Alfred Delp who was born in Mannheim, Germany in 1907, was ordained a Roman Catholic priest in Munich at the age of twenty-nine. He had hoped to continue his studies after ordination but was prevented for political reasons. Instead Father Delp went to work for the Jesuit publication “Voice of the Times.”

On July 20, 1944 an unsuccessful plot to assassinate Adolf Hitler resulted in the arrest of over 7,000 suspected members of the German resistance movement. Due to his association with the Kreisau Circle, a gathering of intellectuals planning for a new social order after the fall of the Third Reich, Alfred Delp found himself among those the Gestapo put in prison.

During the six months of his imprisonment before his execution on February 2, 1945, Delp was able to smuggle out of prison a series of letters and reflections. Due to the time of year in which Delp wrote, much of his writing focused on the seasons of Advent and Christmas.

In December 1944 after having spent five months in Tegel Prison in Berlin, Delp wrote, in what is probably a profound understatement,

This year the temptations toward a picturesque Christmas are probably reduced.

It is tempting to want to cling to our childhood vision of Christmas. It seems tragic that Christmas should be robbed of any of its pure innocence and beauty. But, even in this beautiful season of the year, Father Delp was determined to look honestly at the harsh realities of the world in which he lived. He acknowledges in a series of hard rhetorical questions that the beauty of Christmas has not changed the painful realities of much of human history.

The harshness and coldness of life have hit us with a previously unimaginable force. Some of us, whose homes cannot even offer the cold shelter of the stable in Bethlehem anymore, perhaps begin to forget the picturesque little ox and little donkey and to approach the quesiton of what Christmas is really all about. Is the world more beautiful and life healthier because of that first Christmas? Because the angels finally and publicly sang their Gloria? Because the shepherds awestruck, ran and adored? Because King Herod panicked and murdered little children?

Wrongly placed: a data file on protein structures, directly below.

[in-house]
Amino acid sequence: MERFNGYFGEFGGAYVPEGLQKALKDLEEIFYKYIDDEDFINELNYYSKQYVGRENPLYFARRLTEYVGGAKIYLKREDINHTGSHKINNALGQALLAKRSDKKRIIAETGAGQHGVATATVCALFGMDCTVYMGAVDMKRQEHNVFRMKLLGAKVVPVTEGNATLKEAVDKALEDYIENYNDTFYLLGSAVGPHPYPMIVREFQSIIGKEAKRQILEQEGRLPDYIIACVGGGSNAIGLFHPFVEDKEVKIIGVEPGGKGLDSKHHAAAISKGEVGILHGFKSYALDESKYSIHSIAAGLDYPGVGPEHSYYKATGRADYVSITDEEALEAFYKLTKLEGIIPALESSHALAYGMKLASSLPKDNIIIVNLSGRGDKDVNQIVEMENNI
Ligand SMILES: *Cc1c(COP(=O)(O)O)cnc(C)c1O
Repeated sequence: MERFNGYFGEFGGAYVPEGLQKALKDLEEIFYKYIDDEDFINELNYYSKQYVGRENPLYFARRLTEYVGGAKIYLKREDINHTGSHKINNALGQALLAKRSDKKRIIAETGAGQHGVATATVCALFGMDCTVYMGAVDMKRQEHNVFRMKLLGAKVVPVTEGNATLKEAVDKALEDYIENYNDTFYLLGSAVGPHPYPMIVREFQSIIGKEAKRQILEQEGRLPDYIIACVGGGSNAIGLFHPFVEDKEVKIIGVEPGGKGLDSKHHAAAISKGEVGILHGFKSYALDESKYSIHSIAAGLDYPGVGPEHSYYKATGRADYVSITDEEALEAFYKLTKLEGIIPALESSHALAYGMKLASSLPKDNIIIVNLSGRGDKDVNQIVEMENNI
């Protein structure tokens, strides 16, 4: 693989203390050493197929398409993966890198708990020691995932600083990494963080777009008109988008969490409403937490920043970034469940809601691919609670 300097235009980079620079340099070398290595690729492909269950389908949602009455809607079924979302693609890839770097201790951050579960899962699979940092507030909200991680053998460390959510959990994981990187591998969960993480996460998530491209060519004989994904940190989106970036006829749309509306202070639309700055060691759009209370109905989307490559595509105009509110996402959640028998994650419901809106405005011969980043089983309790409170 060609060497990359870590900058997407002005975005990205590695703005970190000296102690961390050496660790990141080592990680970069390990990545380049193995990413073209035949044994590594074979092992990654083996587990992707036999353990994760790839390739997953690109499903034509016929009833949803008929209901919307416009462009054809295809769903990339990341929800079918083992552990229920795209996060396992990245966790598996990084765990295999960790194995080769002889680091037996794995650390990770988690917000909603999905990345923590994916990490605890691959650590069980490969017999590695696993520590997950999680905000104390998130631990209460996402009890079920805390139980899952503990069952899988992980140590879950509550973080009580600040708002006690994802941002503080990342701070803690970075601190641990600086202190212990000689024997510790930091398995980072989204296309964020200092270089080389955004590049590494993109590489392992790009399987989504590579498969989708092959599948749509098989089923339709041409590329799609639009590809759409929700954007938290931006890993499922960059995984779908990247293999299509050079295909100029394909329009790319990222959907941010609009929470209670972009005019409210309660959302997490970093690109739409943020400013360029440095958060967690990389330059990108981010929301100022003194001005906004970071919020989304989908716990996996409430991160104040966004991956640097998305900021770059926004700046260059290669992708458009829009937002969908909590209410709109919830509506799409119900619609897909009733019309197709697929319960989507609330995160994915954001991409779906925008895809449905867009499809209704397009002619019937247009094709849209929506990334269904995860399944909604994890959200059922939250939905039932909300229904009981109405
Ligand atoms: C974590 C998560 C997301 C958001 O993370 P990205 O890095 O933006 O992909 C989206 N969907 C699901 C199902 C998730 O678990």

Who could blame Father Delp for his dark vision of the world after five years living in Nazi dominated Germany.

But he does not end on this dark note. Even in prison, suffering under the vicious totalitarian regime of Adolf Hitler, Delp maintains that suffering and pain have important work to do in our lives and that this work will only be accomplished if we are willing to face honestly the sometimes harsh realities of life even at Christmas.

Release of tension (whether through avoidance, indifference, resignation, insensitivity, physical atrophy, destruction of the metaphysical nerves, overexertion,or weariness with life) is one of the deadly wounds from which modern man is bleeding to death. Eliminating the tension that strained one to the last nerve may have seemed life a relief at first, like liberation from an uncomfortable burden. Yet over time, one cannot avoid recognizing that these burdens are among the fixed conditions and prerequisites of life.

If we are to truly live, we need to be willing to hold the tension of the fact that things are not always as we might hope they would be. Life is often painful, difficult, and messy. “These burdens are among the fixed conditions and prerequisites of life.” We can rail against them, fight with all our might to make the world different than we know it is, or we can accept the realities of life as they present themselves and live from that place of honesty, openness and surrender.

Like Father Delp in Germany in 1944, many people in the world today can only anticipate a harsh Christmas. It is important, particularly for those of us for whom Christmas may be less of a struggle, to hold tenderly the reality of suffering that this season embodies for so many.